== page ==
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Near Romney in Hampshire County, West Virginia — The American South (Mid-Atlantic)
Engagement at Romney
Lew Wallace Storms the Bridge
 
Engagement at Romney Marker Photo, Click for full size
By J. J. Prats, July 5, 2010
1. Engagement at Romney Marker
 
Inscription. On the night of June 12, 1861, Col. Lewis Wallace led his 11th Indiana (Zouaves) Regiment from Cumberland, Maryland, by train across the Potomac River and into present-day West Virginia. He had learned that “several hundred” Confederate troops were in Romney, as he wrote in his official report, drilling and forcing Unionists into Confederate service. After detraining and marching across the mountains before dawn, Wallace and his men neared Romney about 8 A.M. on June 13 and encountered pickets who fired and ran into town to give the alarm.

As Wallace approached the covered wooden bridge that spanned the South Branch of the Potomac River in front of you, he “could distinctly see ... a battery of two guns, planted so as to sweep the road completely. I directed my advance guard to cross the bridge on the run, leap down an embankment at the farther entrance, and observe the windows of a large brick house [Sycamore Dale, across the river and upstream]. ... A warm fire opened from the house, which the guard returned, with no other loss than the wounding of a sergeant. ... I led a second company across
 
Engagement at Romney Marker Photo, Click for full size
By J. J. Prats, July 5, 2010
2. Engagement at Romney Marker
 
the bridge, and ... soon drove the enemy from the house.” Wallace and his regiment set off in pursuit, but the Confederates fled together with most of Romney’s civilians. After searching the town for weapons and supplies, Wallace marched his men back to Cumberland, arriving at 11 P.M.

(sidebar) Lewis “Lew” Wallace was born in Brookville, Indiana, on April 10, 1827. He served in the Mexican War, left the army for a political and legal career, and raised the 11th Indiana Infantry regiment when the Civil War began. On July 9, 1864, he delayed Confederate Gen. Jubal A. Early’s army at the Monocacy River in Maryland, giving the defenders of Washington, D.C., time to organize. After the war, he served as governor of New Mexico (famously offering Billy the Kid a pardon) and as minister to Turkey. He is best known as the author of the novel Ben Hur. He died in Crawfordsville, Indiana, on February 15, 1905.
 
Erected by Civil War Trails.
 
Marker series. This marker is included in the West Virginia Civil War Trails marker series.
 
Location. 39° 
 
“Engagement at Romney,” Sycamore Dale at Right Photo, Click for full size
3. “Engagement at Romney,” Sycamore Dale at Right
 
20.333′ N, 78° 46.783′ W. Marker is near Romney, West Virginia, in Hampshire County. Marker is on U.S. 50 near the South Branch of the Potomac River, on the left when traveling west. Click for map. It is at the western end of the bridge. There is a pulloff that can hold two or three cars at the marker. Marker is in this post office area: Romney WV 26757, United States of America.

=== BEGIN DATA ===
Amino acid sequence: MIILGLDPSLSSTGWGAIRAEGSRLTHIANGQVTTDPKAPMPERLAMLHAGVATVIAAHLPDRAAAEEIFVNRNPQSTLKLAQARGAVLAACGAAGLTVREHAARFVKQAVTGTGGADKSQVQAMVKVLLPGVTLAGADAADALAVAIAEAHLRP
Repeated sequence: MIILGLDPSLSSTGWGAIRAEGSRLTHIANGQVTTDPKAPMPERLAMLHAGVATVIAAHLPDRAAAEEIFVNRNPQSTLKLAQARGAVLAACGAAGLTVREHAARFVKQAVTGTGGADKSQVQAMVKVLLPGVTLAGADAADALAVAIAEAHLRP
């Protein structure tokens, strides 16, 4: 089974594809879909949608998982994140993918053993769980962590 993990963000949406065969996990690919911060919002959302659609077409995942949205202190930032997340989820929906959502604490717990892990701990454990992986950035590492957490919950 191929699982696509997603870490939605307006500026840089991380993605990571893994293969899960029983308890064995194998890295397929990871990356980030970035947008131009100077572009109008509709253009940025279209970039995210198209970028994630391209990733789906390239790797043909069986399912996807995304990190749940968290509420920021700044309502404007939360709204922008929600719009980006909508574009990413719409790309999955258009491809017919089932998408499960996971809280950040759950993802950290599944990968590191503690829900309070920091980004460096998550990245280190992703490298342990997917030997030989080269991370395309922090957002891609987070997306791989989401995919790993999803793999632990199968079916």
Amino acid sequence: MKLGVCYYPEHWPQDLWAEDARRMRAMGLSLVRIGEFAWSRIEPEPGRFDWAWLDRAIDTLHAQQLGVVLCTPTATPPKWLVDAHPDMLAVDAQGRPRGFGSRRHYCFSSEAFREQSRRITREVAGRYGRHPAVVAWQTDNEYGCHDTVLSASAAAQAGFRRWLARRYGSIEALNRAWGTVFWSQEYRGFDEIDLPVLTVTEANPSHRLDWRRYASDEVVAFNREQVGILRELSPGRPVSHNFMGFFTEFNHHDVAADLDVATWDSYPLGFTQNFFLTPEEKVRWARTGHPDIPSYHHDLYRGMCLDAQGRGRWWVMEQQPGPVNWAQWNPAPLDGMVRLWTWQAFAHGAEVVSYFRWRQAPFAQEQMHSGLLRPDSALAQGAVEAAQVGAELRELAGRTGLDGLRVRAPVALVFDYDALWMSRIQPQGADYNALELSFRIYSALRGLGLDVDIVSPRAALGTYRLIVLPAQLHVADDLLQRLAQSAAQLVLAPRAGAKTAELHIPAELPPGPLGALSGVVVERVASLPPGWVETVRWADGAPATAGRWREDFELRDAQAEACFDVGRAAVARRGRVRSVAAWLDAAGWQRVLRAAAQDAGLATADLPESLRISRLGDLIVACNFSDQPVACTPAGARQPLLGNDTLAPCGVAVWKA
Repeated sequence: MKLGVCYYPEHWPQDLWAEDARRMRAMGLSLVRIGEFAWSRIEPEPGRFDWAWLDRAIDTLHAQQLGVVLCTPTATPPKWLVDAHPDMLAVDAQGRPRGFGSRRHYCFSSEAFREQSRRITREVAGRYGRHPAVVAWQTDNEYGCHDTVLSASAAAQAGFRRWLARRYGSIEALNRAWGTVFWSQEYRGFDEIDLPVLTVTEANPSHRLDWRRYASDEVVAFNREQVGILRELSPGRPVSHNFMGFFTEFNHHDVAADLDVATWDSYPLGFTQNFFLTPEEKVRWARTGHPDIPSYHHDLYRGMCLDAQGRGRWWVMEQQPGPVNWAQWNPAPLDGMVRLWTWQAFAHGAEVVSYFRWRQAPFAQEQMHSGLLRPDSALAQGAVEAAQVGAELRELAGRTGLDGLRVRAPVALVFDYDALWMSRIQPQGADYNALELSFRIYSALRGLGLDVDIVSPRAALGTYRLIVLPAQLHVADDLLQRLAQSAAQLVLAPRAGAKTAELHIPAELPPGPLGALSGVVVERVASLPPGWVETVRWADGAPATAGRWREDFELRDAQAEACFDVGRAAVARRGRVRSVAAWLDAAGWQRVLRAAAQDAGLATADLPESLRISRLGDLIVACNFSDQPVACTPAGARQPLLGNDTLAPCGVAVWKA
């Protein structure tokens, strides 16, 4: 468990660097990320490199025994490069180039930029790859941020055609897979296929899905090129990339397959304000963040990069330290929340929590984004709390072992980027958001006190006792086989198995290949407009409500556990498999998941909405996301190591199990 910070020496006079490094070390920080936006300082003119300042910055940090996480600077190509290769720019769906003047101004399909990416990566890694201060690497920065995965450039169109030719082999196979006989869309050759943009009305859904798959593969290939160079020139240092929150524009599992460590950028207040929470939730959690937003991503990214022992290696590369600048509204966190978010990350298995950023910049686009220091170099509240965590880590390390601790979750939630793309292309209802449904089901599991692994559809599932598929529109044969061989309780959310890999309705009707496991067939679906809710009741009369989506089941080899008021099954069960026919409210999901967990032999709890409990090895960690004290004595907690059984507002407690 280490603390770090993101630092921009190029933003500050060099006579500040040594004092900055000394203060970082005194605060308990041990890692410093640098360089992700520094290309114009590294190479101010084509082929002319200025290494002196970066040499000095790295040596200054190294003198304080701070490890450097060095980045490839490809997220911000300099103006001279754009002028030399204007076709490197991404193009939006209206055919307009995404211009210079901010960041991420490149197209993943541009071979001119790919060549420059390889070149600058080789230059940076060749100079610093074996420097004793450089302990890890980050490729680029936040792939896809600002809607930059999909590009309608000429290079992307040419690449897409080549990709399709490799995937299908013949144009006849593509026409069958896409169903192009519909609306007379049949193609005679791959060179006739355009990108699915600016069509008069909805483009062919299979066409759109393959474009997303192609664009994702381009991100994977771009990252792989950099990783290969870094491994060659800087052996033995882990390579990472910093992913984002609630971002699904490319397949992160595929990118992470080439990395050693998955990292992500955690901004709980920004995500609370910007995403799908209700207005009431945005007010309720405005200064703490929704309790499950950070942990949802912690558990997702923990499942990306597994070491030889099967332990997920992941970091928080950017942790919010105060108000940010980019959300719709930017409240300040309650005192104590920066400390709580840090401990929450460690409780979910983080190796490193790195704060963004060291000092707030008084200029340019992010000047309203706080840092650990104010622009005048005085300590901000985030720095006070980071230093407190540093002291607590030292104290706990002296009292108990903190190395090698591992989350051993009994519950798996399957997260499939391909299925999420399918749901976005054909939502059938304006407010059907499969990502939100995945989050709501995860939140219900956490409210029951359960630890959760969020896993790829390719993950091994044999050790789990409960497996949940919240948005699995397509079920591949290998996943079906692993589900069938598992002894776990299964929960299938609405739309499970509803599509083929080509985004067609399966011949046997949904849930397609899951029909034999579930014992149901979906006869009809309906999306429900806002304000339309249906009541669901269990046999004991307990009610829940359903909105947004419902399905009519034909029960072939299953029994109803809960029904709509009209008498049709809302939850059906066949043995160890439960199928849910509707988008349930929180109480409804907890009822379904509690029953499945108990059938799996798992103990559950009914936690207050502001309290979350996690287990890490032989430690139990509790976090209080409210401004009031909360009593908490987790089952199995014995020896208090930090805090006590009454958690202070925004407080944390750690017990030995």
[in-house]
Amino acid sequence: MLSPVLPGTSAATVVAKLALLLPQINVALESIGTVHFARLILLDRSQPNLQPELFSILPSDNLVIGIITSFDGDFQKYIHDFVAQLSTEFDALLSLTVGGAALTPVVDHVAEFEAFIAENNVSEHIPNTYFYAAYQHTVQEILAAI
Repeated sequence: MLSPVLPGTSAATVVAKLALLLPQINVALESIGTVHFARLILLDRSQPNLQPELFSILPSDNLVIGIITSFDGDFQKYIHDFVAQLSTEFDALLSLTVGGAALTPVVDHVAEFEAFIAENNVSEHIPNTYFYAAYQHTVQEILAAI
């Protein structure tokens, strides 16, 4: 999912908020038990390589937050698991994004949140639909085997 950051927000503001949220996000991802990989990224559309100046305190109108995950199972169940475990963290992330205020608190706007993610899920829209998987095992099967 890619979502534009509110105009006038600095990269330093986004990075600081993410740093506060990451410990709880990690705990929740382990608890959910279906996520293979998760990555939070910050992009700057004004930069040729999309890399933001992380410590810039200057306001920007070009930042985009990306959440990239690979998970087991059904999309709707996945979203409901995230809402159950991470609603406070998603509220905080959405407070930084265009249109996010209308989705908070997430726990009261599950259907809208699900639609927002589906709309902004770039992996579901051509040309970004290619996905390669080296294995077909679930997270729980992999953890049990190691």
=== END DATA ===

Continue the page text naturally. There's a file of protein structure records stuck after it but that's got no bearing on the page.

Other nearby markers. At least 8 other markers are within 2 miles of this marker, measured as the crow flies. Indian Mound (approx. ¾ mile away); Fort Pearsall 1754 (approx. ¾ mile away); Captain George W. Stump (approx. one mile away); Fort Mill Ridge (approx. 1.2 miles away); The Civil War in the South Branch Valley (approx. 1.2 miles away); Construction of Fort Mill Ridge (approx. 1.2 miles away); Old Literary Hall (approx. 1.3 miles away); Romney in 1861–1865 / “Stonewall” Jackson (approx. 1.3 miles away). Click for a list of all markers in Romney.
 
More about this marker. A large color photograph of a house captioned “Sycamore Dale” is reproduced on the lower left of the marker. In the center is an illustration captioned “Engagement at Romney, Sycamore Dale is at right.” from Frank Leslie’s Illustrated Newspaper, June 29, 1961. The sidebar in the right column includes a portrait of General Lewis Wallace.
 
Current Bridge to Romney Photo, Click for full size
By J. J. Prats, July 5, 2010
4. Current Bridge to Romney
The South Branch (of the Potomac River) flows beneath it.
 

 
Related marker. Click here for another marker that is related to this marker. This is the Major General Lew Wallace marker in Crawfordsville, Indiana.
 
Also see . . .  Romney in the Civil War. “Col. Lewis (Lew) Wallace in command of the Eleventh Indiana (Zouaves) occupied Romney for a few hours on June 13, 1861. The next day Col. A.P. Hill occupied the town.” (Submitted on July 22, 2010, by J. J. Prats of Springfield, Virginia.) 
 
New and Old Route 50 Bridges Photo, Click for full size
By J. J. Prats, July 5, 2010
5. New and Old Route 50 Bridges
When the new bridge is complete the old bridge will be dismantled. This is a popular wading and fishing spot.
 
Credits. This page originally submitted on July 22, 2010, by J. J. Prats of Springfield, Virginia. This page has been viewed 1,163 times since then. Photos:   1, 2. submitted on July 22, 2010, by J. J. Prats of Springfield, Virginia.   3. submitted on July 22, 2010.   4, 5. submitted on July 22, 2010, by J. J. Prats of Springfield, Virginia.
 
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